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Tesla shares have closed down nearly five per cent in the United States after CEO Elon Musk said he would sell 10 per cent of his holdings in the electric car maker - more than $US20 billion ($A27 billion) worth by most calculations - based on the results of a weekend Twitter poll.
According to analyst Daniel Ives of Wedbush Securities, Musk owns about 23 per cent of Tesla's stock and has about $US10 billion ($A13 billion) in taxes coming due on stock options that vest next summer.
Much of Musk's wealth is held in shares of Tesla, which does not pay him a cash salary.
"I only have stock, thus the only way for me to pay taxes personally is to sell stock," Musk tweeted.
Many on Wall Street assumed Musk would be selling closer to five per cent of his stake, Ives said, but even doubling that number does not cause him or his firm great concern.
Better to "rip the Band-Aid off now" and avoid speculation, Ives said.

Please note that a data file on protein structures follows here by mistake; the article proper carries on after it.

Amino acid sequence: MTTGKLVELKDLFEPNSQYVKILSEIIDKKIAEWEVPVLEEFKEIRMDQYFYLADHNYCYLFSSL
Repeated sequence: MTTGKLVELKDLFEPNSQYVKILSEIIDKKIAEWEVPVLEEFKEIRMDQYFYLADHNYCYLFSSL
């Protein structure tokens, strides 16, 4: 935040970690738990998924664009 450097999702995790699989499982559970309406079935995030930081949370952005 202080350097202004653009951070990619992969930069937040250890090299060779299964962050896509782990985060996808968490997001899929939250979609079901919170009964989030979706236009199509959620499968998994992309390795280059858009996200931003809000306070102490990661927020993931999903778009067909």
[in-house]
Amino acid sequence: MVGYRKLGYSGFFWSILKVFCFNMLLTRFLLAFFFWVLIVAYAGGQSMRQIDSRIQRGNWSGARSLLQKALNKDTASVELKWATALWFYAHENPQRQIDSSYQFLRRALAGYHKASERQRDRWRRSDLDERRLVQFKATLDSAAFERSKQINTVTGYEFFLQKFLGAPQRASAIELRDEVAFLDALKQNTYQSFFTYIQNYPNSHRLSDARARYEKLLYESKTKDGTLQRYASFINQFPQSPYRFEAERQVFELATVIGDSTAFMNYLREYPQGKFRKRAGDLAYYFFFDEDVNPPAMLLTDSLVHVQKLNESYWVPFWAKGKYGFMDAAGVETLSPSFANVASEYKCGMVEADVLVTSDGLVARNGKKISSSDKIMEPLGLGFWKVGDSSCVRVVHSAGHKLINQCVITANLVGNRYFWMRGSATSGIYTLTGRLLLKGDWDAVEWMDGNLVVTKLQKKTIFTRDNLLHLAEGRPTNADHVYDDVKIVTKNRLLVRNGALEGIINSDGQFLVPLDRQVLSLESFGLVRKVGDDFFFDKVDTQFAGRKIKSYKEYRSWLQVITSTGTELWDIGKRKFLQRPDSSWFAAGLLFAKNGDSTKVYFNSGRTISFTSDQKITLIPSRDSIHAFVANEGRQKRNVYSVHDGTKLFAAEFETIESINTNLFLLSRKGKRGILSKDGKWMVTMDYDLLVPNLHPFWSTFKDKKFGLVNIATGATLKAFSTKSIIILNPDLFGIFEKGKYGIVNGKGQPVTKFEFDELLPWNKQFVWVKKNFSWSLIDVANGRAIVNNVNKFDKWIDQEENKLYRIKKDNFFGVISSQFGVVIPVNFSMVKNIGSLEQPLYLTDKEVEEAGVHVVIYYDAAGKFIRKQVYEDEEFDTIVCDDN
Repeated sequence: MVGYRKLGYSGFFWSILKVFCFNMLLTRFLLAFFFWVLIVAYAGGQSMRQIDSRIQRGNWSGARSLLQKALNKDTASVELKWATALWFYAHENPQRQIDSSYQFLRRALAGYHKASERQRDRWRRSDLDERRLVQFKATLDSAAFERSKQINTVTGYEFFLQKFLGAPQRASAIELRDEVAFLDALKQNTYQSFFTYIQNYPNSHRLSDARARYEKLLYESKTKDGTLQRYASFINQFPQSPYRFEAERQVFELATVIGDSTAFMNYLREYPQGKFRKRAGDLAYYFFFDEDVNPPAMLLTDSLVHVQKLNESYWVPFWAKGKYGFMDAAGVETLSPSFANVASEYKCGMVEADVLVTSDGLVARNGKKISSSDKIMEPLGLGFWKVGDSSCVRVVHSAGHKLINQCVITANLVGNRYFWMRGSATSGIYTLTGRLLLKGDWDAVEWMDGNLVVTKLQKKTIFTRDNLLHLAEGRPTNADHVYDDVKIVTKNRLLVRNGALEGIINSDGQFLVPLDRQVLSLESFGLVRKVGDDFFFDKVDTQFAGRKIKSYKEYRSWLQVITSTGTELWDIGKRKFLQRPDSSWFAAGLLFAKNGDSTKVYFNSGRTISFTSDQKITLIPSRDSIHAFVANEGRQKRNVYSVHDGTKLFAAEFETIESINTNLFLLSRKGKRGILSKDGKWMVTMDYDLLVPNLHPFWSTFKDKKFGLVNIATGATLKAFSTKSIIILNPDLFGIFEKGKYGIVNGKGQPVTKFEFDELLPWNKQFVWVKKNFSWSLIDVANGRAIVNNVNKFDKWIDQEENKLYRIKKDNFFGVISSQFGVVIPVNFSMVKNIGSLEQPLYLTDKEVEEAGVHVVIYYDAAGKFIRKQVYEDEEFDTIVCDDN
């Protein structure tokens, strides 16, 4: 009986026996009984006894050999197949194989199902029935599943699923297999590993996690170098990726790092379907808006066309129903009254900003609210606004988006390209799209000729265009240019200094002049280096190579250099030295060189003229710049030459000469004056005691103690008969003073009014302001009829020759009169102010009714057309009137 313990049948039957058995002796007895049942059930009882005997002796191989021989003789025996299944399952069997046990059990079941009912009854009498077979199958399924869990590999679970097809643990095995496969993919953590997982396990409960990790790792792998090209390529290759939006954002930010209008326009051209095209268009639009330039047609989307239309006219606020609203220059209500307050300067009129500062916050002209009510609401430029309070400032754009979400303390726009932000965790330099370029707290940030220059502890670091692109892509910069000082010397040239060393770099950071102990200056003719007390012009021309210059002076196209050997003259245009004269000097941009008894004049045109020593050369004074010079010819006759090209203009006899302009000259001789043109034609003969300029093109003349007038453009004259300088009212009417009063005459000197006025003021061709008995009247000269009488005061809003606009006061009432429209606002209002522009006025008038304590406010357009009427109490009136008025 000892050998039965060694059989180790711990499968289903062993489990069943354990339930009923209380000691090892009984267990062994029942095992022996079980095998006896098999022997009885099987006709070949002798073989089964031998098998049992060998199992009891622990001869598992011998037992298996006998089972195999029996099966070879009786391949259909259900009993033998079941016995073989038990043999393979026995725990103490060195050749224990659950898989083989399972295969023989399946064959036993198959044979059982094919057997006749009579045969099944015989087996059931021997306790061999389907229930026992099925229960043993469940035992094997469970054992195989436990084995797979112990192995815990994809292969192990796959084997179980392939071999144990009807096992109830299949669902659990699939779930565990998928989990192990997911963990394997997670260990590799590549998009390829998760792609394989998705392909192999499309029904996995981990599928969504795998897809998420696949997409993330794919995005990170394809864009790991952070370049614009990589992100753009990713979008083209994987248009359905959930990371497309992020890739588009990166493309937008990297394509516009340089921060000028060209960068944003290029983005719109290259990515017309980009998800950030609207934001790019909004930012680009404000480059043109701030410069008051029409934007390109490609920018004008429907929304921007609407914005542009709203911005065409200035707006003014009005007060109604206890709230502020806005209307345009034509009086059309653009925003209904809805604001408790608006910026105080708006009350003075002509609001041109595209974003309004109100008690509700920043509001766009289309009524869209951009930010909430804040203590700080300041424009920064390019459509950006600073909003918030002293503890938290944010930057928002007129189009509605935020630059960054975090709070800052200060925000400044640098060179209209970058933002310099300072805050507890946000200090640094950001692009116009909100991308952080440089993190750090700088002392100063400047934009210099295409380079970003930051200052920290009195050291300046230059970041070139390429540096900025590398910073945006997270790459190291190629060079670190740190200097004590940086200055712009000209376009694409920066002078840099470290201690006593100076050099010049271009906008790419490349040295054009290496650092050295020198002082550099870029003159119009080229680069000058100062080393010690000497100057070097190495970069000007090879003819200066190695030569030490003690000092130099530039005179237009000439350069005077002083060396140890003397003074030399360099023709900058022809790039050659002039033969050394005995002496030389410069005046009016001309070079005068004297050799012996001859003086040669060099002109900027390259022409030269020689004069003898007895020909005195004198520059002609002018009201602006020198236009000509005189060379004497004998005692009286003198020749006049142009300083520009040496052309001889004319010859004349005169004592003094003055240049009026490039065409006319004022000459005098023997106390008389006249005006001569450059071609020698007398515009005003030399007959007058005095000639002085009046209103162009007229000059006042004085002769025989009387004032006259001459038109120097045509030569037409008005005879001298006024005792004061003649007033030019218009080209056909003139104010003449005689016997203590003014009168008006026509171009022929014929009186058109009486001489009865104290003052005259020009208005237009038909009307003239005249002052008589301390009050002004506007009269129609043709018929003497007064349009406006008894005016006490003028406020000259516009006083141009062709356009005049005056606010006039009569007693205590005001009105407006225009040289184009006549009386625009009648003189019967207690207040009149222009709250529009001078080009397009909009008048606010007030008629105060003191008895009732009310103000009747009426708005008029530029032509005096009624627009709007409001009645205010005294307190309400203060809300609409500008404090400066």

"Tesla remains in pole position to drive this EV (electric vehicle) adoption curve to the next level both domestically and globally with Musk & Co. leading the way," Ives wrote in a note to clients.
Tesla has been on a roll.
As of Friday, shares had gained more than 40 per cent since last month when the company announced a record profit for the third quarter.
Last week, Tesla shares hit an all-time closing high of $US1,229,91 per share.
It is the most valuable car maker in the world with a market capitalisation of more than $US1 trillion ($A1.3 trillion).
Although stock fell 4.8 per cent on Monday, to $US1,162.94, it is still up nearly 65 per cent for the year.
The sometimes abrasive and unpredictable Musk, whose net worth is around $US300 billion ($A404 billion), said he proposed selling the stock as some Democrats have been pushing for billionaires to pay taxes when the price of the stocks they hold goes up, even if they do not sell any shares.
However, the wording on unrealised gains, also called a billionaires' tax, was removed from President Joe Biden's budget, which is still being negotiated.
"Much is made lately of unrealized gains being a means of tax avoidance, so I propose selling 10% of my Tesla stock," he tweeted on Saturday afternoon. "Do you support this?"
Musk said he would abide by the results of the poll, which ended with 58 per cent of more than 3.5 million votes calling for him to sell the stock.
He did not say when he would sell the stock.
Ives called Musk's recent Twitter poll "another bizarre soap opera that can only happen to one company and one CEO in the world, Musk."